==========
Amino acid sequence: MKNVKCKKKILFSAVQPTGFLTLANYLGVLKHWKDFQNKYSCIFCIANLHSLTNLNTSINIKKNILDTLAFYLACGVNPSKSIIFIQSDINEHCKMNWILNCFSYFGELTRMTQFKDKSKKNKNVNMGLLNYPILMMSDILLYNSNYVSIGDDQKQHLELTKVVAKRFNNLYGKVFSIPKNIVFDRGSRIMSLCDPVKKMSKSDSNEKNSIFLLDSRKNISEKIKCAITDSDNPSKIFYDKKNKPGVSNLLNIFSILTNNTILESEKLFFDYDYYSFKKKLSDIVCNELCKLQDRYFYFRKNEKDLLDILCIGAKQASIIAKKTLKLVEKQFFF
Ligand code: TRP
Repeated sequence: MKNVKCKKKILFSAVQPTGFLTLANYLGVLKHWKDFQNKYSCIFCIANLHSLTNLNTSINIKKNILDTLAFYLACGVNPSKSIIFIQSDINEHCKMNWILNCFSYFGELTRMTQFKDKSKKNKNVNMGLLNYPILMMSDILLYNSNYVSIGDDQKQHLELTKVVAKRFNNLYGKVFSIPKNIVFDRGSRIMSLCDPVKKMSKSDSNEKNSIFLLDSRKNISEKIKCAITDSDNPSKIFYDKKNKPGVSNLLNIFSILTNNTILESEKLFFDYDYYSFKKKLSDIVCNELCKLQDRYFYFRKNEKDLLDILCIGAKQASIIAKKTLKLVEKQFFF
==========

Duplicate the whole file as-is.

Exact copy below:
Amino acid sequence: MKNVKCKKKILFSAVQPTGFLTLANYLGVLKHWKDFQNKYSCIFCIANLHSLTNLNTSINIKKNILDTLAFYLACGVNPSKSIIFIQSDINEHCKMNWILNCFSYFGELTRMTQFKDKSKKNKNVNMGLLNYPILMMSDILLYNSNYVSIGDDQKQHLELTKVVAKRFNNLYGKVFSIPKNIVFDRGSRIMSLCDPVKKMSKSDSNEKNSIFLLDSRKNISEKIKCAITDSDNPSKIFYDKKNKPGVSNLLNIFSILTNNTILESEKLFFDYDYYSFKKKLSDIVCNELCKLQDRYFYFRKNEKDLLDILCIGAKQASIIAKKTLKLVEKQFFF
Ligand code: TRP
Repeated sequence: MKNVKCKKKILFSAVQPTGFLTLANYLGVLKHWKDFQNKYSCIFCIANLHSLTNLNTSINIKKNILDTLAFYLACGVNPSKSIIFIQSDINEHCKMNWILNCFSYFGELTRMTQFKDKSKKNKNVNMGLLNYPILMMSDILLYNSNYVSIGDDQKQHLELTKVVAKRFNNLYGKVFSIPKNIVFDRGSRIMSLCDPVKKMSKSDSNEKNSIFLLDSRKNISEKIKCAITDSDNPSKIFYDKKNKPGVSNLLNIFSILTNNTILESEKLFFDYDYYSFKKKLSDIVCNELCKLQDRYFYFRKNEKDLLDILCIGAKQASIIAKKTLKLVEKQFFF